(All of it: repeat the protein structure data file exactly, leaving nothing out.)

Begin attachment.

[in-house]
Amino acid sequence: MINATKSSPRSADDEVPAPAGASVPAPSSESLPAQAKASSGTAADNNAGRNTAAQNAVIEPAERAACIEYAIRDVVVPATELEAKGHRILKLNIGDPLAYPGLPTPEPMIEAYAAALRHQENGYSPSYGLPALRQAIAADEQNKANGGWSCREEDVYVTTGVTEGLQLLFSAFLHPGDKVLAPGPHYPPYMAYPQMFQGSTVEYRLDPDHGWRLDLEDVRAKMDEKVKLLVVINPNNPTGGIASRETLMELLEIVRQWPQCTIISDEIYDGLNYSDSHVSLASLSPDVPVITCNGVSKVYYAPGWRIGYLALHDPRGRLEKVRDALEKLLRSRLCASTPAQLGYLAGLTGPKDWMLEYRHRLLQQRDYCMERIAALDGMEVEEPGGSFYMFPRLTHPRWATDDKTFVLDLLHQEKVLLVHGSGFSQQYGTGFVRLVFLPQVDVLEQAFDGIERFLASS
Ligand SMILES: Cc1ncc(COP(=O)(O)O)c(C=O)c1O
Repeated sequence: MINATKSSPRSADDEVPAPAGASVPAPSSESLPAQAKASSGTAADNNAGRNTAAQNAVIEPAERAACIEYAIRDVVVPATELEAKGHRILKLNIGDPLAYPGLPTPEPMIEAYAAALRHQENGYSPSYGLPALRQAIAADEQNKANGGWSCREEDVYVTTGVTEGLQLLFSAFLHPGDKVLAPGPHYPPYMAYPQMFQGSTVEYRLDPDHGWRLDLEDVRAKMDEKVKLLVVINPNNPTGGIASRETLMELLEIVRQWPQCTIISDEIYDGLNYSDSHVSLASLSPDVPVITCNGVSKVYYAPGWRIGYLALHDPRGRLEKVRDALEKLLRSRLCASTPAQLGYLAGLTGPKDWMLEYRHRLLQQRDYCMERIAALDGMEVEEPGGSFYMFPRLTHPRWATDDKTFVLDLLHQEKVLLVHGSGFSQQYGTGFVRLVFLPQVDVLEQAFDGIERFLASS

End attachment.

[in-house]
Amino acid sequence: MINATKSSPRSADDEVPAPAGASVPAPSSESLPAQAKASSGTAADNNAGRNTAAQNAVIEPAERAACIEYAIRDVVVPATELEAKGHRILKLNIGDPLAYPGLPTPEPMIEAYAAALRHQENGYSPSYGLPALRQAIAADEQNKANGGWSCREEDVYVTTGVTEGLQLLFSAFLHPGDKVLAPGPHYPPYMAYPQMFQGSTVEYRLDPDHGWRLDLEDVRAKMDEKVKLLVVINPNNPTGGIASRETLMELLEIVRQWPQCTIISDEIYDGLNYSDSHVSLASLSPDVPVITCNGVSKVYYAPGWRIGYLALHDPRGRLEKVRDALEKLLRSRLCASTPAQLGYLAGLTGPKDWMLEYRHRLLQQRDYCMERIAALDGMEVEEPGGSFYMFPRLTHPRWATDDKTFVLDLLHQEKVLLVHGSGFSQQYGTGFVRLVFLPQVDVLEQAFDGIERFLASS
Ligand SMILES: Cc1ncc(COP(=O)(O)O)c(C=O)c1O
Repeated sequence: MINATKSSPRSADDEVPAPAGASVPAPSSESLPAQAKASSGTAADNNAGRNTAAQNAVIEPAERAACIEYAIRDVVVPATELEAKGHRILKLNIGDPLAYPGLPTPEPMIEAYAAALRHQENGYSPSYGLPALRQAIAADEQNKANGGWSCREEDVYVTTGVTEGLQLLFSAFLHPGDKVLAPGPHYPPYMAYPQMFQGSTVEYRLDPDHGWRLDLEDVRAKMDEKVKLLVVINPNNPTGGIASRETLMELLEIVRQWPQCTIISDEIYDGLNYSDSHVSLASLSPDVPVITCNGVSKVYYAPGWRIGYLALHDPRGRLEKVRDALEKLLRSRLCASTPAQLGYLAGLTGPKDWMLEYRHRLLQQRDYCMERIAALDGMEVEEPGGSFYMFPRLTHPRWATDDKTFVLDLLHQEKVLLVHGSGFSQQYGTGFVRLVFLPQVDVLEQAFDGIERFLASS